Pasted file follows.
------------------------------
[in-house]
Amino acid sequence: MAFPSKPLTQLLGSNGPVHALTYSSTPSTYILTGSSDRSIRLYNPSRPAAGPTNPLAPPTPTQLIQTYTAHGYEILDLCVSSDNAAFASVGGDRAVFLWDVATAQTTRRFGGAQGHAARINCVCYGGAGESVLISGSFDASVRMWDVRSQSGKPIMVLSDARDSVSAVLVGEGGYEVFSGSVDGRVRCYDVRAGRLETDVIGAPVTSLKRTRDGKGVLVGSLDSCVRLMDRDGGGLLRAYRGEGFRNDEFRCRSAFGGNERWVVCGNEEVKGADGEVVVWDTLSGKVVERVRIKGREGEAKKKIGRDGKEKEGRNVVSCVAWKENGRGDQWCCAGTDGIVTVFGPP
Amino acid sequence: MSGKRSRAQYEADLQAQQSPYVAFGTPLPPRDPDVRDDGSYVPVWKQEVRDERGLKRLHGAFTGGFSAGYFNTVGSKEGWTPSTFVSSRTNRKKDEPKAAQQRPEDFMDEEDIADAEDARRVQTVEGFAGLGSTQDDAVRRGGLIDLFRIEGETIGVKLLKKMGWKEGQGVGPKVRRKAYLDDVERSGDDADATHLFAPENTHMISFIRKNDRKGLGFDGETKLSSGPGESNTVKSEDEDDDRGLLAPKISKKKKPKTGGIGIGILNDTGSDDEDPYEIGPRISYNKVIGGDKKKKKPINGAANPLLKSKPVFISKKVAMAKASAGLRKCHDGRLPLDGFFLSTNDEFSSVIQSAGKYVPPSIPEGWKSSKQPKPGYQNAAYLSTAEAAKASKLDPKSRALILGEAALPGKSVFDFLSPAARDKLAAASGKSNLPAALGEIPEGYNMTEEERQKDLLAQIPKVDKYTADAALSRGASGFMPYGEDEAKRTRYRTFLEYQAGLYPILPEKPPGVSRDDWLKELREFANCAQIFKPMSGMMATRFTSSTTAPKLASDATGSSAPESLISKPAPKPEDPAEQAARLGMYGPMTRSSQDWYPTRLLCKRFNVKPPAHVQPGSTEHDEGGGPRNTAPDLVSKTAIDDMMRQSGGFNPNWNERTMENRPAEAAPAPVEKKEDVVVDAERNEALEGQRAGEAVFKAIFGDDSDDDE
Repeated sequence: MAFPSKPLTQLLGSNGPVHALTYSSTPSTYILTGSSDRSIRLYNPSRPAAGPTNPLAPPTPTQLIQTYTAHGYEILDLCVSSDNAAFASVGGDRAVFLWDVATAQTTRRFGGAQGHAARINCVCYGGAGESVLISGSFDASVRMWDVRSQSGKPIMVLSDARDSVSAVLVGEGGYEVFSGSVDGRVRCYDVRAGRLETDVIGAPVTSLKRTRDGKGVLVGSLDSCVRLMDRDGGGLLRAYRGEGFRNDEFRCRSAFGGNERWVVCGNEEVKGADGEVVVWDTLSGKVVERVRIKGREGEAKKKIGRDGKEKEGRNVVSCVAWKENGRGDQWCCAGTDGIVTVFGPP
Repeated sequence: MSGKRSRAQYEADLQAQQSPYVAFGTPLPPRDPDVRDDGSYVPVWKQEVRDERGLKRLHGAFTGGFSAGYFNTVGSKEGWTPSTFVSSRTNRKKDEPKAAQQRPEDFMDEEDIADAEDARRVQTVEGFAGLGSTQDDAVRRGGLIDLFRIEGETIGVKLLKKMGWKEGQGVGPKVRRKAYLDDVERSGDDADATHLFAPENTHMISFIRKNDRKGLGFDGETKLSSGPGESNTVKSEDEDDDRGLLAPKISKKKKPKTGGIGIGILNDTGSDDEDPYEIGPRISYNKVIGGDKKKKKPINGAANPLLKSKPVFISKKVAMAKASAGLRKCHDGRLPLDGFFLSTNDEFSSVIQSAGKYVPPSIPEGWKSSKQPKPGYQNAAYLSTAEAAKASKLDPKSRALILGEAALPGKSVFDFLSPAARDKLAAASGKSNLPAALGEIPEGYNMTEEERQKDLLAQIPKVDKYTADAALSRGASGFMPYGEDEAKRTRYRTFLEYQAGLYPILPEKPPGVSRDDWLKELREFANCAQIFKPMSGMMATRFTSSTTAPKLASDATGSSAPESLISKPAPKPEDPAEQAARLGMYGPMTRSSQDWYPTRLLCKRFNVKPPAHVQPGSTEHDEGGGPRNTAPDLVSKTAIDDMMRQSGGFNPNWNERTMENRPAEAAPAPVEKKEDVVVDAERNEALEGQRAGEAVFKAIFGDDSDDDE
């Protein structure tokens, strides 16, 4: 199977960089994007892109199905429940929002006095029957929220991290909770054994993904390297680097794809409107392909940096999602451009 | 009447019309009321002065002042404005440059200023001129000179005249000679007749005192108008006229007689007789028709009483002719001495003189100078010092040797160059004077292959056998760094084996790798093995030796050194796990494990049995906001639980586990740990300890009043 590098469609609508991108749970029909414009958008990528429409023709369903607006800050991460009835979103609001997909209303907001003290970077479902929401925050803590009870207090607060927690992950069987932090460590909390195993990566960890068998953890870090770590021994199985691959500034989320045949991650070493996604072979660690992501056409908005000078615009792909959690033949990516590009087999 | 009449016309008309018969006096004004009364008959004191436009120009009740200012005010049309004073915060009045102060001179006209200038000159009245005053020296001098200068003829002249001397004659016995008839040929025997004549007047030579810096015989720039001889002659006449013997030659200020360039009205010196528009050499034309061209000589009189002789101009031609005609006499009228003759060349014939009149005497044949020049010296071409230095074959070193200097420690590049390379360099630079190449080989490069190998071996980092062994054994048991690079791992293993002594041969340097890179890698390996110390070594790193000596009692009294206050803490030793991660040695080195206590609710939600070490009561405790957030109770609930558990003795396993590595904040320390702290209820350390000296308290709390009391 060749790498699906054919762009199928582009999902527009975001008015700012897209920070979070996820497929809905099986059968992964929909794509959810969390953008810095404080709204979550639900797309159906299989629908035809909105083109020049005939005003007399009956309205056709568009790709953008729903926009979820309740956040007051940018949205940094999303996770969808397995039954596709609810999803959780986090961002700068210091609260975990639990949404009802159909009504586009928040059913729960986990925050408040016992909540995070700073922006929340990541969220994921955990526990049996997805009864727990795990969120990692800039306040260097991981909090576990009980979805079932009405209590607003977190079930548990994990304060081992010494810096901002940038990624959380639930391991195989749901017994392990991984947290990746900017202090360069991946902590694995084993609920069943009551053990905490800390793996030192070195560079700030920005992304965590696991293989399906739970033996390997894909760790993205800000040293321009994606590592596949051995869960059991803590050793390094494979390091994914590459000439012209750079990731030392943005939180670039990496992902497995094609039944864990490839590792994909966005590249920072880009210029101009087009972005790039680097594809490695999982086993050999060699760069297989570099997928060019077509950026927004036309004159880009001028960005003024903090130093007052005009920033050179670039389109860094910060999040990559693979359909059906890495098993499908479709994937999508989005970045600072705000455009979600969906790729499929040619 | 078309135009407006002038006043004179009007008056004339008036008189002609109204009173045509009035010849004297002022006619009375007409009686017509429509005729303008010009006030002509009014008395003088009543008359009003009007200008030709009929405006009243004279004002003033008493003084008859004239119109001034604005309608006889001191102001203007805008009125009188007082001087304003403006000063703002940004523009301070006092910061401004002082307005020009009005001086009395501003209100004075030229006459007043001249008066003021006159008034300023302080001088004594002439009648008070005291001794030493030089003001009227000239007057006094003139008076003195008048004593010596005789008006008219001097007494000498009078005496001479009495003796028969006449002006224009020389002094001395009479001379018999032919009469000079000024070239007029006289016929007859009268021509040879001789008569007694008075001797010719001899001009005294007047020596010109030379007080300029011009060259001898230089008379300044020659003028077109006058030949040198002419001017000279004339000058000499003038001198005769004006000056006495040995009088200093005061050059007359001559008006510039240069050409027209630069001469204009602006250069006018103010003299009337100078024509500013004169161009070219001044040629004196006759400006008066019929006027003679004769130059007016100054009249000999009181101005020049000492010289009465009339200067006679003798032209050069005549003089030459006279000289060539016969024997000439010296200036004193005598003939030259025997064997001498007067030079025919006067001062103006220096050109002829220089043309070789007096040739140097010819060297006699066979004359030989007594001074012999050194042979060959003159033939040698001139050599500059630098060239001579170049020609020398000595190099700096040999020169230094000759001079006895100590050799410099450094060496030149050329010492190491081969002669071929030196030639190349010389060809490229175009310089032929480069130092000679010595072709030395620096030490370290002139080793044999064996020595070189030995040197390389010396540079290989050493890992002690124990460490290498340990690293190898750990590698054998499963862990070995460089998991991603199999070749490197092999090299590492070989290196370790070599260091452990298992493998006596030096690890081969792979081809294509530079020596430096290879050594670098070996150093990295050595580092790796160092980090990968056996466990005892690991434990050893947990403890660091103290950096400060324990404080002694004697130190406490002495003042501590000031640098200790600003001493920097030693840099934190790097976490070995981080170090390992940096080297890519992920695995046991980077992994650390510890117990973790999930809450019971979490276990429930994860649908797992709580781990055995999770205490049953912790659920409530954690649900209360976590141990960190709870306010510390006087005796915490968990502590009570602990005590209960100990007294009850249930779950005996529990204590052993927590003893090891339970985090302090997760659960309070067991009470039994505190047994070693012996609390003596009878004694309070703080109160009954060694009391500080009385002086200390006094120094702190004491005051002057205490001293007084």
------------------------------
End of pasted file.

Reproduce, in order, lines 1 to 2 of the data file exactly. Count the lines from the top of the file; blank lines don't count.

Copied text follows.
[in-house]
Amino acid sequence: MAFPSKPLTQLLGSNGPVHALTYSSTPSTYILTGSSDRSIRLYNPSRPAAGPTNPLAPPTPTQLIQTYTAHGYEILDLCVSSDNAAFASVGGDRAVFLWDVATAQTTRRFGGAQGHAARINCVCYGGAGESVLISGSFDASVRMWDVRSQSGKPIMVLSDARDSVSAVLVGEGGYEVFSGSVDGRVRCYDVRAGRLETDVIGAPVTSLKRTRDGKGVLVGSLDSCVRLMDRDGGGLLRAYRGEGFRNDEFRCRSAFGGNERWVVCGNEEVKGADGEVVVWDTLSGKVVERVRIKGREGEAKKKIGRDGKEKEGRNVVSCVAWKENGRGDQWCCAGTDGIVTVFGPP